Οι ουλές ή τα σημάδια που φέρει κανείς στο σώμα του, επίκτητα ή μη, είναι κάτι που δεν έχουν όλοι, γι' αυτό και συνήθως δεν φέρουν θετικό πρόσημο. Τα βλέπουμε είτε ως άσχημα, επικίνδυνα, εγκληματικά, και συχνά όσοι τα έχουν, τα κρύβουν και ντρέπονται γι' αυτά.
Μια εντελώς διαφορετική προσέγγιση για κάτι τέτοιο που μπορεί να κάνει έναν άνθρωπο ακόμα και να μην έχει αυτοπεποίθηση, επιχείρησε η Sophie Mayenne από το Λονδίνο, με ένα υπέροχο φωτογραφικό project. To "Behind the Scars" είναι μια σειρά από φωτογραφίες με ανθρώπους, τις ουλές τους και τις ιστορίες πίσω από αυτές.
«Σαν φωτογράφο, πάντα με τραβούσε η ωμή και αρετουσάριστη εικόνα και αυτό που μας κάνει διαφορετικούς τον έναν από τον άλλον - και κάπως έτσι ξεκίνησε το ενδιαφέρον μου για τα σημάδια και τις ουλές. Όταν πρωτοξεκίνησα το project, θυμάμαι ότι έλεγα πως αν καταφέρω να κάνω τη διαφορά για τουλάχιστον έναν άνθρωπο, τότε έχω πετύχει. Καθώς το project μεγαλώνει, απλά ελπίζω να αγγίξει ακόμα περισσότερο κόσμο και να συνεχίσει να έχει θετική επίδραση πάνω τους», είπε η ίδια η Sophie στο BoredPanda.
Οι άνθρωποι που φωτογραφίζει είναι συχνά ανασφαλείς και δείχνουν ευάλωτοι στη θέα του φωτογραφικού φακού, αφού για χρόνια συνήθιζαν να κρύβουν τα σημάδια που η Sophie τώρα τους ζητάει να αποκαλύψουν μπροστά της. «Η ανταπόκριση τελικά είναι πολύ θετική - το να βλέπεις τον εαυτό σου μέσα από τα μάτια ενός φωτογράφου μπορεί να είναι πολύ θεραπευτικό - αφού μπορεί να μην έχουν μοιραστεί ξανά τις εμπειρίες τους, ενώ ορισμένοι μαθαίνουν να αγαπούν απ' την αρχή τις ουλές και το σώμα τους», λέει η Sophie.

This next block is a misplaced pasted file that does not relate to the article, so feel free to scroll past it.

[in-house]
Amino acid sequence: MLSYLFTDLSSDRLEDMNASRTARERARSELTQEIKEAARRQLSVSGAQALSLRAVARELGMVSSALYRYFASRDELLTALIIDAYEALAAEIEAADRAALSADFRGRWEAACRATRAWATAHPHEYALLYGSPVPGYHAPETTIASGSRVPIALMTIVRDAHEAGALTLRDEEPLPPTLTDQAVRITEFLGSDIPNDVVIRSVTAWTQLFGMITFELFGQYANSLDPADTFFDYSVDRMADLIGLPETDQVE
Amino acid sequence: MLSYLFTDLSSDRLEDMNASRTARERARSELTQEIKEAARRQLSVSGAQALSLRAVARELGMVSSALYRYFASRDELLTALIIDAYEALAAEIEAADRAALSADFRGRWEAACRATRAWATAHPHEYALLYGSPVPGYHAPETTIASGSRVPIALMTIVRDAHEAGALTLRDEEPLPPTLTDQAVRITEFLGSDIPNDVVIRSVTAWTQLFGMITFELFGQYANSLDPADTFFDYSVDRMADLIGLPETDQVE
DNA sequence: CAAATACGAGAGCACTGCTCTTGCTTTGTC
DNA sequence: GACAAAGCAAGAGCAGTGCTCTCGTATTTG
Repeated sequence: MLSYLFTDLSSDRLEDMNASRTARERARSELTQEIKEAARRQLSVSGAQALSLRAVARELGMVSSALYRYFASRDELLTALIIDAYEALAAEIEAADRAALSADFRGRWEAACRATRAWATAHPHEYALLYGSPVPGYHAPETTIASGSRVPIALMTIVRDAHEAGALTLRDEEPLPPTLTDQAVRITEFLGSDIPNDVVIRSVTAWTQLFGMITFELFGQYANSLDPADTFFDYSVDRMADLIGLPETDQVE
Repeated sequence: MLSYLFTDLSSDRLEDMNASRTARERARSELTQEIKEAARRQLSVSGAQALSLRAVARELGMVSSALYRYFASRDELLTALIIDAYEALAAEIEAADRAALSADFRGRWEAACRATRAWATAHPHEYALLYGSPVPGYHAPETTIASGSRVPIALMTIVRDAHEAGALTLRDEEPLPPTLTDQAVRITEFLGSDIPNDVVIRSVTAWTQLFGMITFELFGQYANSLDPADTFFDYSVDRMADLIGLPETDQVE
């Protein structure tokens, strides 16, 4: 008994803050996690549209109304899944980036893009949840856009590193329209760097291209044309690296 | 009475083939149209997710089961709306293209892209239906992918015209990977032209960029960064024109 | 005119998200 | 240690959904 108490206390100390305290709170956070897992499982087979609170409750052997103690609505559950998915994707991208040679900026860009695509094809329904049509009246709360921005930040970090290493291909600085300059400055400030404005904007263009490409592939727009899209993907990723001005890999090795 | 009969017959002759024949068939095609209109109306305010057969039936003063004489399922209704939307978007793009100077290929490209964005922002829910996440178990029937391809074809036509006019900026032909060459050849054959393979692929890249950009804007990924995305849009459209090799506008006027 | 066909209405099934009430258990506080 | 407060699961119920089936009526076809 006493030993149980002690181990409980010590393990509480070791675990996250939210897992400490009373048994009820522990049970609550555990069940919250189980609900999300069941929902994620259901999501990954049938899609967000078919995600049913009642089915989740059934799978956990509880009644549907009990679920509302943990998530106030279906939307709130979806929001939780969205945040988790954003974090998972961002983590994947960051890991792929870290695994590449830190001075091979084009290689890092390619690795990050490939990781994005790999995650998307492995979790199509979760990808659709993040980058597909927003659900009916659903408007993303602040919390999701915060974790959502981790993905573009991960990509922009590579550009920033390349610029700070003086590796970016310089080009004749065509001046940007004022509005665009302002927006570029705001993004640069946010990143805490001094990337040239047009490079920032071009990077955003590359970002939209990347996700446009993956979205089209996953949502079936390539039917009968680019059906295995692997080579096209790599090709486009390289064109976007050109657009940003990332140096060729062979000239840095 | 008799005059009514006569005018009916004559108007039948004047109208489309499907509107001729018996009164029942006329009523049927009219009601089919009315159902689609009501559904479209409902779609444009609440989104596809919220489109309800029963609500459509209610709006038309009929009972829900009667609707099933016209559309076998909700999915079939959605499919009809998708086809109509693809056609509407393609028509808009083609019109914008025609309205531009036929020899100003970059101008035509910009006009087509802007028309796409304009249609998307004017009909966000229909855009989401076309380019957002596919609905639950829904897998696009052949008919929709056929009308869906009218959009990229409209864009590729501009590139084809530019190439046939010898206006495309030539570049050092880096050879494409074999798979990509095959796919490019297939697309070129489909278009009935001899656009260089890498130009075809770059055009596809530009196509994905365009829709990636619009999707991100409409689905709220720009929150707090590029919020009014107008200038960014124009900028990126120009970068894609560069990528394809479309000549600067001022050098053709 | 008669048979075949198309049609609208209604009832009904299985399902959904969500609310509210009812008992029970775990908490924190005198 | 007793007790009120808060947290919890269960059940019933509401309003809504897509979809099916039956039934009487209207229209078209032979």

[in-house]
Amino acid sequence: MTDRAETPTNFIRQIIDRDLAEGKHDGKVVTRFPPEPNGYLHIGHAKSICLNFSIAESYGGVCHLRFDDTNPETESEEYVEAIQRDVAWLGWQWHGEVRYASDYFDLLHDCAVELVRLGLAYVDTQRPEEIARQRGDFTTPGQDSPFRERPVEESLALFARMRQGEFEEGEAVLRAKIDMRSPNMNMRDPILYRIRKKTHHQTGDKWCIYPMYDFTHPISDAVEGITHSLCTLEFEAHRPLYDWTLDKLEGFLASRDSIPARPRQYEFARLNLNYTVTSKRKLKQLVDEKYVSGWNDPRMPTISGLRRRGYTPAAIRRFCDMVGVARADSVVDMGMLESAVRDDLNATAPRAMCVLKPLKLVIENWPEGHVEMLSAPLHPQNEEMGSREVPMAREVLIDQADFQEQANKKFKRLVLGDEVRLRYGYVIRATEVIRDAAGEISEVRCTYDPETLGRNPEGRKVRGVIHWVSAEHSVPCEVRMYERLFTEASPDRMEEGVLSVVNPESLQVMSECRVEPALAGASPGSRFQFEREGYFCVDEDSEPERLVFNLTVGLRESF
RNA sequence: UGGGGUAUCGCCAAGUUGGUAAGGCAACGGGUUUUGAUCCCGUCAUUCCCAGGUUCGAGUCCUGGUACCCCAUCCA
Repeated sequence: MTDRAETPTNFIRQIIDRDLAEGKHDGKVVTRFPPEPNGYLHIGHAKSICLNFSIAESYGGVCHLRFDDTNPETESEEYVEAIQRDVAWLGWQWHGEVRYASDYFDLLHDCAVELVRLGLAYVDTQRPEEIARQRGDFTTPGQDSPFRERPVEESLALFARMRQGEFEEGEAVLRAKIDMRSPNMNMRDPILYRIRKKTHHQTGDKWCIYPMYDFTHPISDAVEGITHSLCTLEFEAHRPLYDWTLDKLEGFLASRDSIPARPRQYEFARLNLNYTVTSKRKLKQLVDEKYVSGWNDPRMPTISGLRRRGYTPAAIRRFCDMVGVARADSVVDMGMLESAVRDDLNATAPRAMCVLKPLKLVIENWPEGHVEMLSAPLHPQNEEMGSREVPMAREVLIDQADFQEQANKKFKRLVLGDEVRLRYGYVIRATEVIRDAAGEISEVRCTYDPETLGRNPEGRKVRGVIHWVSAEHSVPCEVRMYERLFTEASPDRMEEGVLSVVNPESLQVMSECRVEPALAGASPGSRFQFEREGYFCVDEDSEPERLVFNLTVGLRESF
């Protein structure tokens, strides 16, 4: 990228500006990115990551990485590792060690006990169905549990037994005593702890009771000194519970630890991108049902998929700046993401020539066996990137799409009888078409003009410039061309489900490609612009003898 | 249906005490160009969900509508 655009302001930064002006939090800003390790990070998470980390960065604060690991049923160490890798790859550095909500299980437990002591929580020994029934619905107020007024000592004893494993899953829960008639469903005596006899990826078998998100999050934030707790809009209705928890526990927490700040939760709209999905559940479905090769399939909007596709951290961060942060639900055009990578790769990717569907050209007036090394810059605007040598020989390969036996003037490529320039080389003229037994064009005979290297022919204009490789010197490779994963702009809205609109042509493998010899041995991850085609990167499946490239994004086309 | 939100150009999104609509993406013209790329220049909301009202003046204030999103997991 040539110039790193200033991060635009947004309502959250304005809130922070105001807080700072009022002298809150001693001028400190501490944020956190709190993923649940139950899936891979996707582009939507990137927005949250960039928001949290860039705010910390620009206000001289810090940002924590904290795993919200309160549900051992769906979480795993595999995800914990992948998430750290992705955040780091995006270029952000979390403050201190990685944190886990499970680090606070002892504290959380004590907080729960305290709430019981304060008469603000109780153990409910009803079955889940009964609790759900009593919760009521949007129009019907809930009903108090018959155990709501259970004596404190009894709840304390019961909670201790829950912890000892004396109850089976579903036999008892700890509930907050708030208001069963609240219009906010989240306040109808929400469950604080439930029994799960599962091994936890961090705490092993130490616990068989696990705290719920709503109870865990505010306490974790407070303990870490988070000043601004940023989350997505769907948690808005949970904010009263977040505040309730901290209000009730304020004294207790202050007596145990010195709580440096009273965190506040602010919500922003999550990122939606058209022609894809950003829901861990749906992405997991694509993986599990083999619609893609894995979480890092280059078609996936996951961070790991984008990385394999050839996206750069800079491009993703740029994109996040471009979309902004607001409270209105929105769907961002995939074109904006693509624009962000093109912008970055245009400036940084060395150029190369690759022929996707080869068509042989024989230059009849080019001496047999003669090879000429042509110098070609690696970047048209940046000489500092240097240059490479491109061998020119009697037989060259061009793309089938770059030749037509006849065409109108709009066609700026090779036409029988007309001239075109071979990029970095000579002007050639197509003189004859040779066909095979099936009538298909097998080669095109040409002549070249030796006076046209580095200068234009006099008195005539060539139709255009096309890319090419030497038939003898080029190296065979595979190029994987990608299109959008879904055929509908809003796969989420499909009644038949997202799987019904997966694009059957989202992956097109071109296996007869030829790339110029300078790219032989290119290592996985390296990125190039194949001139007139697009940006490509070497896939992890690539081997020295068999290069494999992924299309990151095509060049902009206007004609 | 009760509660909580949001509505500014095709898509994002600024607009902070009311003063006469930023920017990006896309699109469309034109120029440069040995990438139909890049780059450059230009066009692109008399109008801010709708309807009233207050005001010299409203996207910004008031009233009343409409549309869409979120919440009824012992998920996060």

#behindthescars Abi “I was diagnosed with a rare and extremely aggressive form of cancer called Osteosarcoma when I was 27 years old. Doctor’s think that I had the tumour since I was 26. My right arm was aching whilst I was sleeping - everyone I would chop vegetables, and get dressed. I went to see a chiropractor - he moved my arm around and I screamed very loudly. He just said that I had damaged my muscle and said I was very dramatic. Unknown to him, what lay behind my “dramatic” scream was something quite sinister. I was living in South Africa, Cape Town and had recently received my visa to live there. I was working with ant-sex trafficking victims and supporting abused women and children. I had just started helping out at a support group, when one of the girls approached me and said “Hey, you don't know me very well, but I wanted to let you know that I’ve had 3 vivid dreams about you in a row now. In them you come to my house, and when I wake up I feel God’s presence, so I really feel that you need to come to my house.” I’m quite a spiritual person, and had dreams in my childhood that had come true, so I thought I'd go and see her. The day I went to her house she wasn’t actually in. as I was walking out of her courtyard, I had a sense that her dog was going to go for me. The dog looked chilled, so I just shut the gate and as I put my hand through the gate to lock it, I heart the dog bark, and jump up to bite m, so I gently jumped back and my arm completely snapped as I landed. My friend took me to the Doctors. I was sent for a scar and it showed that I had a very clean break. The Doctor’s face dropped when she saw my scan. she booked me in to see another Doctor the next morning. I was in so much pain I didn’t really question why I was seeing another Doctor. When I saw him the following morning he asked me a lot of the typical cancer questions - Have you lost weight, have you passed blood, and so on. He said something had been eroding my bone- my heart was pounding thinking of all the things it could possibly be. He then said those dreaded words that literally took my breath away - you most probably have cancer. Continued in comments